Arrest caught on camera creates tension in Roanoke Rapids
Posted September 9, 2015
Updated September 10, 2015
Roanoke Rapids, N.C. — An arrest of a Roanoke Rapids woman that was caught on camera by a bystander this week has created increased tension between law enforcement officers and the community.
Alvina Michelle Moody, 25, was arrested Monday afternoon at a Dollar General and charged with possession of marijuana, possession with the intent to sell and deliver marijuana, drug paraphernalia and resisting arrest. The video of the arrest was posted on YouTube and Facebook with the caption, "police brutality." As of Wednesday, the video had more than 30,000 views. Viewer warning: The video contains obscene language.
Halifax County Sheriff Wes Tripp said Moody was resisting arrest when a crowd started yelling at Deputy Chris Boden. Boden immediately called for help and asked the people to step away, Tripp said.
"I stand beside my officer," Tripp said. "I back him up. He used no more force than necessary to effect the arrest."
Frances Smith, said she was standing nearby and witnessed the officer grab Moody's arm behind her back. Smith, 53, of Roanoke Rapids, was one of three people arrested for obstructing the officer.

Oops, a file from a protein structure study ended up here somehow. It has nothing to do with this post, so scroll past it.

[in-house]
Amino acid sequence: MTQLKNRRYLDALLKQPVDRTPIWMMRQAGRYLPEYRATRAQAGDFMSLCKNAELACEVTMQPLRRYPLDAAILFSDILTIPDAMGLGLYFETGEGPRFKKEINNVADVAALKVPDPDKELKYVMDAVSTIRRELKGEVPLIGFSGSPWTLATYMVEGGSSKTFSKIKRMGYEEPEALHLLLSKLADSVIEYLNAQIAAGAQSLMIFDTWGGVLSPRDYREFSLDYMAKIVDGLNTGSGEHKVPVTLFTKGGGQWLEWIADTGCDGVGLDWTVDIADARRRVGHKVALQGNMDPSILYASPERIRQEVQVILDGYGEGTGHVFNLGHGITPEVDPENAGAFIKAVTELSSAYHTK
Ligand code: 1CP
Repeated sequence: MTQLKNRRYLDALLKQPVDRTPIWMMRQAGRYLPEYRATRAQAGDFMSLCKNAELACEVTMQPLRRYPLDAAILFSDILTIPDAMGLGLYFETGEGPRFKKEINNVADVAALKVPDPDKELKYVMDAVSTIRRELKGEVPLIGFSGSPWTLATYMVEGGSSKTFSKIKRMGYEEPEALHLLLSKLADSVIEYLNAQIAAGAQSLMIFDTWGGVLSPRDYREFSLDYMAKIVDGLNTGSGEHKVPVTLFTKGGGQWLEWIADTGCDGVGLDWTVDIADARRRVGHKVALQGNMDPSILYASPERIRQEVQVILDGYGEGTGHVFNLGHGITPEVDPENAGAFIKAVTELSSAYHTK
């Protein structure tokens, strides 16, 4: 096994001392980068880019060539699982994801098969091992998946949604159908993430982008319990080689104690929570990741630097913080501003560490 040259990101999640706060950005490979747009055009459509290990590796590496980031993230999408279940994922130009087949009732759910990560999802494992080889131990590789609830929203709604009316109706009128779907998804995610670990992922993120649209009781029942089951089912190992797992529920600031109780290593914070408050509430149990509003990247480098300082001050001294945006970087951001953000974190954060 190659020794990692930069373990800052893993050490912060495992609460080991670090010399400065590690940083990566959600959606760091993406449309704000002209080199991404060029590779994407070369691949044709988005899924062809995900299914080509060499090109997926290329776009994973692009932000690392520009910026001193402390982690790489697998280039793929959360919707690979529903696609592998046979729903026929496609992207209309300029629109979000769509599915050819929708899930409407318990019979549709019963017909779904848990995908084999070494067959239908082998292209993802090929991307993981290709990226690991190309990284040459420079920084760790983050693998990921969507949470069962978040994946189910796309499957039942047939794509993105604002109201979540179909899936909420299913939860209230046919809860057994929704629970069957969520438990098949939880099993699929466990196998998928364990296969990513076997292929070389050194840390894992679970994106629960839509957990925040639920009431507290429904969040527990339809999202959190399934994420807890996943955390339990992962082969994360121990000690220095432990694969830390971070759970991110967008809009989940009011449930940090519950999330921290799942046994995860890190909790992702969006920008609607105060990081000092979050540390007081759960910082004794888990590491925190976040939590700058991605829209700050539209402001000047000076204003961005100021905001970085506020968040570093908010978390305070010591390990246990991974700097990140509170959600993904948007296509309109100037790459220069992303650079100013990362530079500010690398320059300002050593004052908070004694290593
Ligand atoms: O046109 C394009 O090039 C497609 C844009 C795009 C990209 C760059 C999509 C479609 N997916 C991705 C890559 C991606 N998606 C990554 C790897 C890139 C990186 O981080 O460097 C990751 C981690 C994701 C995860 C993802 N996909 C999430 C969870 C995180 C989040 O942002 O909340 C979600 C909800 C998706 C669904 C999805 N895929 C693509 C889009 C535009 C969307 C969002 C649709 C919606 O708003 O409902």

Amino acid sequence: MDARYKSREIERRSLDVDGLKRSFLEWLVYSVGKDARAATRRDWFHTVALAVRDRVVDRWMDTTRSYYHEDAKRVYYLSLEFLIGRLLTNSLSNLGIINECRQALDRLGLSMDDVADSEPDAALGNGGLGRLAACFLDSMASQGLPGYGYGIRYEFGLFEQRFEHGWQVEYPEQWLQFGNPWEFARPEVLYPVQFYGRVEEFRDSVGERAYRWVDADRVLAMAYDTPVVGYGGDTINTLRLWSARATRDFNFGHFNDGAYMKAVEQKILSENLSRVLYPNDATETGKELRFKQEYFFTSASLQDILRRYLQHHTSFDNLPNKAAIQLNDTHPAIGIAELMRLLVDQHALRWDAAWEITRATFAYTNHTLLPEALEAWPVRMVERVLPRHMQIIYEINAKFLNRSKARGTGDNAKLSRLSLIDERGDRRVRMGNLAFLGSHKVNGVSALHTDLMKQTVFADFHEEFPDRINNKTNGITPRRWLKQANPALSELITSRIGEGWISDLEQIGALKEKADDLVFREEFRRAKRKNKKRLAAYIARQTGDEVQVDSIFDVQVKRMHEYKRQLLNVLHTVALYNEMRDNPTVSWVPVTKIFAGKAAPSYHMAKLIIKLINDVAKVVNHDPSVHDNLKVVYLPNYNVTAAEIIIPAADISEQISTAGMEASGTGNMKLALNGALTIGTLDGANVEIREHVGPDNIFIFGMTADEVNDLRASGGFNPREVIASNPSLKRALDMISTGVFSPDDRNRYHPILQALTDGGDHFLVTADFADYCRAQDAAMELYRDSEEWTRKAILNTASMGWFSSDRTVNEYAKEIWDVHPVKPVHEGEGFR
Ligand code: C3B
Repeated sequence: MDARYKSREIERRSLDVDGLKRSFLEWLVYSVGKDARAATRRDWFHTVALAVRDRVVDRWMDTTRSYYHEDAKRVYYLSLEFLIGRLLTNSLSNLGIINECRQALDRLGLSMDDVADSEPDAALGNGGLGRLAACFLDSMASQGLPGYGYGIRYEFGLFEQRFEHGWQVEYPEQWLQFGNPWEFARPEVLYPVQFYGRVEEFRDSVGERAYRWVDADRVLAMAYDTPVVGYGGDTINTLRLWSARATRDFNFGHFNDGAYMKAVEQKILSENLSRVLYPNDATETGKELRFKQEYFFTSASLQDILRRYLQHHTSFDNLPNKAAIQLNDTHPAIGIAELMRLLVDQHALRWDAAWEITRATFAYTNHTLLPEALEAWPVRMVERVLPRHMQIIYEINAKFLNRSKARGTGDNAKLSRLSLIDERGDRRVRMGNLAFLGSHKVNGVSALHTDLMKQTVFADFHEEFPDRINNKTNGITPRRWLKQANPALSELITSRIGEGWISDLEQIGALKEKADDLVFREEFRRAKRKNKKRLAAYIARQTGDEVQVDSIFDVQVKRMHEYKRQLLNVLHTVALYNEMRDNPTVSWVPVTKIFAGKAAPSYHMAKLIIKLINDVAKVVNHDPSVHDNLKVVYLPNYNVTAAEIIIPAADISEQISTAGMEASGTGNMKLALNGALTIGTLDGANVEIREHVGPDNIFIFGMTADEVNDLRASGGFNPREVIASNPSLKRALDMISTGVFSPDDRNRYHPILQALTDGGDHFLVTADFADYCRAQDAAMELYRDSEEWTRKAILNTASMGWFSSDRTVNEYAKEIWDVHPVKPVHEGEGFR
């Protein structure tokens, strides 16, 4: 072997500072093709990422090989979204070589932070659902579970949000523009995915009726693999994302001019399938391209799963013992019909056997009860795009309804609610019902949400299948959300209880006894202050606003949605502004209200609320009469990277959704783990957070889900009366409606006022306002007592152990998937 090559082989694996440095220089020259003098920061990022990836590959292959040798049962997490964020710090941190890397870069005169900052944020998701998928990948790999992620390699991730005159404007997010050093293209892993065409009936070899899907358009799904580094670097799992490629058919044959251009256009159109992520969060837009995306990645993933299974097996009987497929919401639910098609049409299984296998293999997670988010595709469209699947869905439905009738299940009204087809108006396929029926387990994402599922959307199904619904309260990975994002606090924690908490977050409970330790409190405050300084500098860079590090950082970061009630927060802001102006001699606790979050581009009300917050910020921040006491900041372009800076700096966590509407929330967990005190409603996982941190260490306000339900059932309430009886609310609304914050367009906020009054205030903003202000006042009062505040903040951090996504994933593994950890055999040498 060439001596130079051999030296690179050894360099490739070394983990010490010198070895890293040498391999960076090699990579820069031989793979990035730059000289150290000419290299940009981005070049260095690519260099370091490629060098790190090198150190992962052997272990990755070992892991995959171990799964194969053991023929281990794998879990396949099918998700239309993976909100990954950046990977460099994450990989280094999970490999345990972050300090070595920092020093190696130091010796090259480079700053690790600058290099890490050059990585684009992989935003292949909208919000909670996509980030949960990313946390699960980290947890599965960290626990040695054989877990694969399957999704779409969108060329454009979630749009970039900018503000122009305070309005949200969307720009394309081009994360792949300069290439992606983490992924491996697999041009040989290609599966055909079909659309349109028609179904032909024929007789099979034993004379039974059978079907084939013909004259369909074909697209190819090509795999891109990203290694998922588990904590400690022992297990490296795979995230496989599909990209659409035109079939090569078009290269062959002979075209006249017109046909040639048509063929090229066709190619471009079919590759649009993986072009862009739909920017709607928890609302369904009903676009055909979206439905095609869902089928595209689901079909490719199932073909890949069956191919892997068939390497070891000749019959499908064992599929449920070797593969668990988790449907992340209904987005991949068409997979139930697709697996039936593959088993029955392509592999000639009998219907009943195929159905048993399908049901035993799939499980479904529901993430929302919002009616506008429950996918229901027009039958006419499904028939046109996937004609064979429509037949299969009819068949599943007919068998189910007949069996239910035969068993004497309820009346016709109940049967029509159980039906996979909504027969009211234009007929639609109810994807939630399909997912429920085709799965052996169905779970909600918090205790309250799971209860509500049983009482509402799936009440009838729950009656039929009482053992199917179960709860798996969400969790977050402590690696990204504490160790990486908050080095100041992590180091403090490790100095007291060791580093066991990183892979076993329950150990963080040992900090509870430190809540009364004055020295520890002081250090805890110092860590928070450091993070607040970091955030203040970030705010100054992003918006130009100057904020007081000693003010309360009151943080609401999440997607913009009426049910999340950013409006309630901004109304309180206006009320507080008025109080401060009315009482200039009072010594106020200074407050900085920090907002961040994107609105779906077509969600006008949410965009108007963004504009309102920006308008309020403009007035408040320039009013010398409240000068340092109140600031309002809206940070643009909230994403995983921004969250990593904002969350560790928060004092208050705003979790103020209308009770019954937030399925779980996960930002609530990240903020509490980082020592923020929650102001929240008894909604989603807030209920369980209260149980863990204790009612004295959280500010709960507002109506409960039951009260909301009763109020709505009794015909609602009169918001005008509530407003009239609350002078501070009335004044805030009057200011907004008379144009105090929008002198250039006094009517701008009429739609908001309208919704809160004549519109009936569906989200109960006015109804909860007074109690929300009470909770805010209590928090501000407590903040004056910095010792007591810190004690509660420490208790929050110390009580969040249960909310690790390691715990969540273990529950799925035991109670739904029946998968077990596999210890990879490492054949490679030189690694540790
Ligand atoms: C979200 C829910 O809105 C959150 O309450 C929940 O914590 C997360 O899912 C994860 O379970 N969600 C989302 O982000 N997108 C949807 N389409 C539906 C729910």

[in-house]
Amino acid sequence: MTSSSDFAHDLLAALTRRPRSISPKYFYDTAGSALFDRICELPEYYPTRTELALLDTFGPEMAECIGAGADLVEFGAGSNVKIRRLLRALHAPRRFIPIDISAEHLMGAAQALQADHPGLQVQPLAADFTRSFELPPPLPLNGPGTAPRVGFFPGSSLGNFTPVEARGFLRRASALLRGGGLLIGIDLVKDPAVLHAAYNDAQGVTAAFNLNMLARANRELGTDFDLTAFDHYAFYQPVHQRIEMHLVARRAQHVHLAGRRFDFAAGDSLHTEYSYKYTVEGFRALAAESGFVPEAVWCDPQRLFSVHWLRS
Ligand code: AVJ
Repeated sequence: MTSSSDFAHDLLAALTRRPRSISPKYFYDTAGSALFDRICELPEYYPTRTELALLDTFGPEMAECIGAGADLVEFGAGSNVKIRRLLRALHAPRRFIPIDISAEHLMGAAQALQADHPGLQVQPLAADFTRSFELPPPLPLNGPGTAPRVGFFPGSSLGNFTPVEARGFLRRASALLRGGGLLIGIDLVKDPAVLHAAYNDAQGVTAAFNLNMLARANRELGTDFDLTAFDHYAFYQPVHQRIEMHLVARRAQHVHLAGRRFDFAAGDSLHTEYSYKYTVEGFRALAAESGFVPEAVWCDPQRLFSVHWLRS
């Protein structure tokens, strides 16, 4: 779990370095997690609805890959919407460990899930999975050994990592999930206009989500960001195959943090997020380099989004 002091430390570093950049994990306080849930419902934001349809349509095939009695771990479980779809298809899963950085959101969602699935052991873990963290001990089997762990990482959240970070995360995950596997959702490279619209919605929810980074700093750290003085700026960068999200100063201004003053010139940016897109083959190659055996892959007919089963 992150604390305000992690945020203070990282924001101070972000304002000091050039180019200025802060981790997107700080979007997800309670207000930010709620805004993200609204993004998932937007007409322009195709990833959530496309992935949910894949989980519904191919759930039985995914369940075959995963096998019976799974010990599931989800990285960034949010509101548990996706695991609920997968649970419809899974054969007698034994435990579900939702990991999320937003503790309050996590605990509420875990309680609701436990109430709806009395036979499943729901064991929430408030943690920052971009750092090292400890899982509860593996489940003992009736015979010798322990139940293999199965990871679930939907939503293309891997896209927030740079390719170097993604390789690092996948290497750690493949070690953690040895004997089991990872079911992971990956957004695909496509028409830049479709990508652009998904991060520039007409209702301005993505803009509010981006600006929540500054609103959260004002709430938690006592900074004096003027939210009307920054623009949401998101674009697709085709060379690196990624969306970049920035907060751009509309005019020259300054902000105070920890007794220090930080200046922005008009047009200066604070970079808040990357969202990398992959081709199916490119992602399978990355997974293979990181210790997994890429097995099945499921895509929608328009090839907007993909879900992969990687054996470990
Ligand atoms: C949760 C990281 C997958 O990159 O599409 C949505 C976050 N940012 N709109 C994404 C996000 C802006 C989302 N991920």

"I was only trying to help a citizen," she said. "She was hollering and he was dragging her to the car. When he dragged her to the car, that's when I ran back and said, 'Sheriff, please stop beating her.'"
Tripp said he believes the incident is an example the intense scrutiny officers are facing.
"Law enforcement officers have to have a thick skin," he said. "When they come to work, they come with a bull’s eye on their chest, and also on their back."
Tripp worries that similar situations could escalate quickly.
"With this national war against police, a deputy sheriff in Texas can't even go gas up his vehicle without getting killed execution style, so it's on the mind of all of our officers," he said, referring to Deputy Darren GoForth, who was shot while filling his patrol car with gas at a station in suburban Houston on Aug. 28.
The YouTube video, along with the video from Boden's body camera, was given to the Halifax County District Attorney for review.
Tripp said his deputies began wearing body cameras in April. Since then, the cameras have cut down on the number of substantiated complaints, he said.